There are lots of things I'm good at, and lots of things I'm good at in bed. Writing is not one of them. Not anymore.
I suppose I've always written. Early academia kind of forces you to. By high school, I was prolific...in writing notes. I would write up to five per class to pass on to friends in the halls. All day. Every day. Not just little passages. Massive missives went out. Some were well over a page. I owe the planet a forest.
When I got to college, I began to get more into creative writing, but the film bug bit harder. Off to film school I went as an experimental narrative director. Tuition was so high, and funding so low, that I didn't have enough money to make a film. "Well, you could always make a video," some of the faculty told me. My reply was, "Um, I didn't come to film school to make a video." That's when I said, Screw it. If I couldn't shoot the movie I wanted, I'd write one instead. A traditional narrative writer was born.
My first script was written just to see if I could write for 120 pages. And I did it the hard way. The screenplay format was so foreign to me, as was writing on a computer, that I couldn't do it at first, and wrote it out longhand with a Bic pen on yellow legal pads while I was working on a film set. I'd come home and transcribe it onto the computer. And this was before FinalDraft, so I would just tab-tab-tab, return, tab-tab my way through it on Word in bed, my 145 PowerBook sitting on a breakfast tray. GoodFellas or Citizen Kane on the VCR, or the Menendez trial on CourTV would play as I wrote in the sack. I suppose it was no surprise I ended up writing a character study and a dark comedy.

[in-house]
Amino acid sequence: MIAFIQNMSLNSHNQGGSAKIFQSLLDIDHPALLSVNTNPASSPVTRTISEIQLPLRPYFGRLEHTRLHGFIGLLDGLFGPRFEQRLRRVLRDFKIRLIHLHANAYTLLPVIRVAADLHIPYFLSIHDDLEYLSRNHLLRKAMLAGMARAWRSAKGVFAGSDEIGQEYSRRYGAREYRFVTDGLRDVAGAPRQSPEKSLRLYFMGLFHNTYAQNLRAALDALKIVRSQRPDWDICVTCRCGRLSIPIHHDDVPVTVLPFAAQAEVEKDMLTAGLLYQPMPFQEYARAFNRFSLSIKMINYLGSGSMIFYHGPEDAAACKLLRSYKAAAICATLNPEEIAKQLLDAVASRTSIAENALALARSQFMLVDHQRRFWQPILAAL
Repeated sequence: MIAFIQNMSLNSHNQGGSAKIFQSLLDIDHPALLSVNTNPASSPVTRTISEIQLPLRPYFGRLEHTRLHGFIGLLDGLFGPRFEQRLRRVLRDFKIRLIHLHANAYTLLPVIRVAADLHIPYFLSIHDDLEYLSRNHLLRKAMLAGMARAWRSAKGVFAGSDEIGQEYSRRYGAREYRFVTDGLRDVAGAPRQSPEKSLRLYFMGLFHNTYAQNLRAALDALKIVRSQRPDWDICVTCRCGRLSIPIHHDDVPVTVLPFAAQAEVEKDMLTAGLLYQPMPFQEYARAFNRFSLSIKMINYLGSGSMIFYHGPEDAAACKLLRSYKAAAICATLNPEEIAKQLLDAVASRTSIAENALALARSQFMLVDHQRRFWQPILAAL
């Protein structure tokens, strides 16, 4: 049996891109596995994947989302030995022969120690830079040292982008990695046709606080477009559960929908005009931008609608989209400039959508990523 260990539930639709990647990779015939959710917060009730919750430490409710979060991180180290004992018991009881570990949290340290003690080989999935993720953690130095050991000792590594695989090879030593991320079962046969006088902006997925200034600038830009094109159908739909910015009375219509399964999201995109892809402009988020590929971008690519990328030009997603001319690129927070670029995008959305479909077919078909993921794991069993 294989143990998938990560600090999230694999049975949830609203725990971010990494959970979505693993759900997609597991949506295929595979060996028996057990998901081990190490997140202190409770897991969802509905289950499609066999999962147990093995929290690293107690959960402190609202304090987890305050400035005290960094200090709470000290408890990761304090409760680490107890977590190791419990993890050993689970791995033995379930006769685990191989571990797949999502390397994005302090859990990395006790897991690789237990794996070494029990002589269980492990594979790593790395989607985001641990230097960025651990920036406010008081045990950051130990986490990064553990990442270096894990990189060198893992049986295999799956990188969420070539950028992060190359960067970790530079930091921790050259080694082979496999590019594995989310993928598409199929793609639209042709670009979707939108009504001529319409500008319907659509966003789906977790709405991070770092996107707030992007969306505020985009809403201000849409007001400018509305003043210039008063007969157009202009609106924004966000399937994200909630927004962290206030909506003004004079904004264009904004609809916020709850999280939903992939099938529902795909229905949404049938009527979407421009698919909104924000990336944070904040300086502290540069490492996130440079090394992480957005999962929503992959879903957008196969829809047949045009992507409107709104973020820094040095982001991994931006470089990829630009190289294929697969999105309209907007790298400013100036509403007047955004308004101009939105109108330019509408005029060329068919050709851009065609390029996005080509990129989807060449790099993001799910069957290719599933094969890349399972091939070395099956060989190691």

I would write until I fell asleep. Then, I would wake up and write some more. When I moved into my first apartment (second apartment, technically; first without a flatmate), I would do the same thing over long weekends. Thanksgiving was my favorite. Boyfriend out of town, the city quiet, I would write for four-and-a-half days straight in bed. Then, I moved in with Almost, and bed writing became a thing of the past, relegated to the living room. Sofa city, sweetheart.
Even after that relationship ended and I moved into my own pad again, the magic was gone. The bed was no longer a writing zone. The desk became workspace for clients and the couch became my personal creative corner. I longed for the bed, though. Back to those early days of comfort and flow. I want it to be good in bed again. Being so tired lately, I thought I would give it one more go and attempted to blog between the sheets.
Oh, other things happened. There was plenty of channel surfing and oodles of Twitter feeds to read. Bravo on the boobtube didn't really help inspire. WTF is up with that design show? Talk about a creative c@!kblock. I guess this is what it feels like to be frigid. The bed has become a dead zone. For writing, I mean.